congress voted to suspend the debt ceiling for three months this week, effectively raising the country's borrowing limit while they figure out deeper cuts to reduce the deficit. that keeps me employed for at least a few more months. even before that deadline hits again, march 1st will be on us, the so-called sequester deadline. that's a stupid washington name for a stupid and dangerous washington creation, the automatic across-the-board spending cuts. then there's another date to worry about, april 15th. not just tax filing day but the date by which congress has promised to adopt a budget resolution. they even this time stake their pay on it, agreeing to reach a deal or face suspension of their paychecks until they reach a deal. that might just be enough of a carrot to make them actually present a budget that takes on our a bah looning deficit. but that battle may make the recent battle over tax hikes for the rich seem like a friendly game of badminton. big spending cuts are needed and they will hit americans where it hurts -- in their entitlements. i'm talking about health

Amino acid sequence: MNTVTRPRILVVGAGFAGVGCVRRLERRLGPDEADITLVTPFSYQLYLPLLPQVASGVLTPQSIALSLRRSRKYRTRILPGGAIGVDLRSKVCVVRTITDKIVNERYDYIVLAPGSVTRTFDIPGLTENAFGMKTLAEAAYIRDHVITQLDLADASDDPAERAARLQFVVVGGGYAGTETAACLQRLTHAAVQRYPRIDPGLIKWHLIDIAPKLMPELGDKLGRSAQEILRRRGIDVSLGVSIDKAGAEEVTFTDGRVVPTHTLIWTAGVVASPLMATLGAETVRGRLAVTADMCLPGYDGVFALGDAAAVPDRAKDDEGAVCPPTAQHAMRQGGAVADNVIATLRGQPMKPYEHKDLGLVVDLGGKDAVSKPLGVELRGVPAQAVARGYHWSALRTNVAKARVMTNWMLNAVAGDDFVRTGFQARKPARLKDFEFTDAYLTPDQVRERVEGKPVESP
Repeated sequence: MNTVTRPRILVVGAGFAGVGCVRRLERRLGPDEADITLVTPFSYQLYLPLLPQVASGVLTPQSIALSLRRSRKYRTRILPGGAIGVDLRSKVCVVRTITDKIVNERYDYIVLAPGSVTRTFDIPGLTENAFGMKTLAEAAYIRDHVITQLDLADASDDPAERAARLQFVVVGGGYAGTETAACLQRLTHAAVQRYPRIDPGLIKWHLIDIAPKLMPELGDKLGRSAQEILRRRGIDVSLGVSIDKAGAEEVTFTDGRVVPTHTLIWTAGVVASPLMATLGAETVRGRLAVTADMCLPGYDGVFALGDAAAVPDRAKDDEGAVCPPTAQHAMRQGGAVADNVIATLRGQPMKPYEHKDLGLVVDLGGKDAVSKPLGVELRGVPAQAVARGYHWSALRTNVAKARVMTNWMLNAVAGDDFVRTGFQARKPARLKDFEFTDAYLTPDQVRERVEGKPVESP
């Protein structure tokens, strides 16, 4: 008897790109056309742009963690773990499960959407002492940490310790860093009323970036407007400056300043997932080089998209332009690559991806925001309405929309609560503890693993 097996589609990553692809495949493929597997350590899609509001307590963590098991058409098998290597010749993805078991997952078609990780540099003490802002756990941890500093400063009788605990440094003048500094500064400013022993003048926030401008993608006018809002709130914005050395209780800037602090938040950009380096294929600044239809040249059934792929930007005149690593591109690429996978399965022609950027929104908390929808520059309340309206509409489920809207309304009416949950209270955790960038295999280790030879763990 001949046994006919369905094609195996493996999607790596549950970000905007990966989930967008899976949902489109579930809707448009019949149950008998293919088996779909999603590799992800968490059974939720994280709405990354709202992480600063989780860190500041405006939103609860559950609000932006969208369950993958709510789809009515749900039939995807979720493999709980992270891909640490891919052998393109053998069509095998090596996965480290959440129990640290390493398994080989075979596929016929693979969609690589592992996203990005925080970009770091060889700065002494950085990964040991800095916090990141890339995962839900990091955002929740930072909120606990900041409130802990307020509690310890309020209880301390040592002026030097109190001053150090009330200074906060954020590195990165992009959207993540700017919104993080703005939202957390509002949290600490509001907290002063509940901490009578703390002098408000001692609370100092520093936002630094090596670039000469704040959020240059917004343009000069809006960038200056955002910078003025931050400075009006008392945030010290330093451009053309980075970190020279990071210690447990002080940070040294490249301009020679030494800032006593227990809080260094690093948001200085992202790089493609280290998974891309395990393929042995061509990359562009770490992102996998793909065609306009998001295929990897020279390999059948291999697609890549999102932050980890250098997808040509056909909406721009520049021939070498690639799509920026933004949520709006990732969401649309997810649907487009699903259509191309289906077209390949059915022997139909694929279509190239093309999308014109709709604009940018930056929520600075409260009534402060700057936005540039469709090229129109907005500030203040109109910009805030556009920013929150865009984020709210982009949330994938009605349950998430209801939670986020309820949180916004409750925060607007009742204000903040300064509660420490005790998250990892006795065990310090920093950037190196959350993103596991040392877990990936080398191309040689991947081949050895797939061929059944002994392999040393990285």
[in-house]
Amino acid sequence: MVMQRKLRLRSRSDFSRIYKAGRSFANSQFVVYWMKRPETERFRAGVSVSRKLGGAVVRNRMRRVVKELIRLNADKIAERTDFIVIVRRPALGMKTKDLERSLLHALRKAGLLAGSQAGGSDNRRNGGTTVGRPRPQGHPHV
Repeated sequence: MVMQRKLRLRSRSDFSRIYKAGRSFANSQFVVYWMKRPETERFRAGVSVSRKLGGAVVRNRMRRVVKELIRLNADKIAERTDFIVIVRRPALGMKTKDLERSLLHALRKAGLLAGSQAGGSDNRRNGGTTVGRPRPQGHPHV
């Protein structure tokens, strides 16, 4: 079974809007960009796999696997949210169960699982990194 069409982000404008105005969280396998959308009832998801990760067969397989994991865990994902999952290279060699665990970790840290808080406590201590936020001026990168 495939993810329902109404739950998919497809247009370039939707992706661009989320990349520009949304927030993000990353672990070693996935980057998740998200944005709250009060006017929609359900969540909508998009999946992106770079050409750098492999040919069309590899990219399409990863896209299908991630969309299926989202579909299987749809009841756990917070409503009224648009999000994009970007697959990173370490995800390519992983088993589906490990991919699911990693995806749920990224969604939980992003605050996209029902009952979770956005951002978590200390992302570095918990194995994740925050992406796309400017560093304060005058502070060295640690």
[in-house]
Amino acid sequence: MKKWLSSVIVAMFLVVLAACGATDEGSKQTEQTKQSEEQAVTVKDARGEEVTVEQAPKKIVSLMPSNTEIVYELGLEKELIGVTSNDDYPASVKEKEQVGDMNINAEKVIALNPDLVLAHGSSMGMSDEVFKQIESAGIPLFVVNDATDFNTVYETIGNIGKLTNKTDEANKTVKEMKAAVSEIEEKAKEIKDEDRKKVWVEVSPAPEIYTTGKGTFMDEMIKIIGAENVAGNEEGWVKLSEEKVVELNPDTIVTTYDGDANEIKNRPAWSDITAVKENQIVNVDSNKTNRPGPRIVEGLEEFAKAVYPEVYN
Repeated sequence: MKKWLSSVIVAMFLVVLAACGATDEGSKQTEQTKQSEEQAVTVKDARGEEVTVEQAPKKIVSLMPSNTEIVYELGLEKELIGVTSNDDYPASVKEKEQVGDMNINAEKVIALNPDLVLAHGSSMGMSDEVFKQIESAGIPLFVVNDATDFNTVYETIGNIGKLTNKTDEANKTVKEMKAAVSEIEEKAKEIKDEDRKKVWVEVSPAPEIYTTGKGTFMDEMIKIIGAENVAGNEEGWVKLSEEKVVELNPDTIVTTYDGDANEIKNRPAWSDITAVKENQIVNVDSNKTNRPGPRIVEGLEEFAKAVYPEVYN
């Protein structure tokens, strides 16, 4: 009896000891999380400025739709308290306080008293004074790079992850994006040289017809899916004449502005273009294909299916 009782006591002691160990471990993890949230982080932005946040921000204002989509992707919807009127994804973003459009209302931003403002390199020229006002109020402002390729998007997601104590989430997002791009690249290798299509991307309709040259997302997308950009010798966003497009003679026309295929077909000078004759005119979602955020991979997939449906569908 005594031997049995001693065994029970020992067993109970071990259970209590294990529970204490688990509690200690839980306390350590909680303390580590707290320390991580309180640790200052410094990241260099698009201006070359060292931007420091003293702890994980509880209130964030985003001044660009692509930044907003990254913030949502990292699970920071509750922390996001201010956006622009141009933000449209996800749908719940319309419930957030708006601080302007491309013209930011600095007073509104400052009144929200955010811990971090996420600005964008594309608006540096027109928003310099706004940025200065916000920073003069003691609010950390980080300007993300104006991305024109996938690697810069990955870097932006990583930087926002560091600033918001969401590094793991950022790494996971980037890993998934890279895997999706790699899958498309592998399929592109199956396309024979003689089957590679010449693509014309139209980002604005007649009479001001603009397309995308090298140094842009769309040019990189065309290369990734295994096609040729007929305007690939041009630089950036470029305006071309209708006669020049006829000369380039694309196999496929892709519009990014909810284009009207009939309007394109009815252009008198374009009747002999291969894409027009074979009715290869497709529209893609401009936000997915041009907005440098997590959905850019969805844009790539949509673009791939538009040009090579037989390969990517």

MSNBC
Jan 25, 2013 1:00pm PST
is that this idea that there is a deficit crisis and we're going to be greece if we don't breach the debt ceiling and impose budgets that cut the government 40% in ten years, the idea behind those crisis mongers is that we have to slash the heck out of social insurance, out of programs that provide educational opportunities for poor people, out of things that push back against economic inequality. we can't afford it. we must cut them. the crisis dictates it. if there is no crisis and, as krugman and i argue, there is no crisis, if there is no crisis, they're just out there in nowhere land by themselves, by the way, without the majority of the electorate behind them. >> very briefly, jared, if you can, eric cantor says taxes are done, no taxes, so i guess another stalemate to come on that? >> i see -- it's hard to see how the budget that's going to come out of the senate, and i think patty murray is going to do a very good job on that, is going to reconcile with the kind of budgets we're looking at. >> jared bernstein who absolutely deserves the nobel peace prize, thank you, sir, thank you for joi
CSPAN
Jan 25, 2013 6:00am EST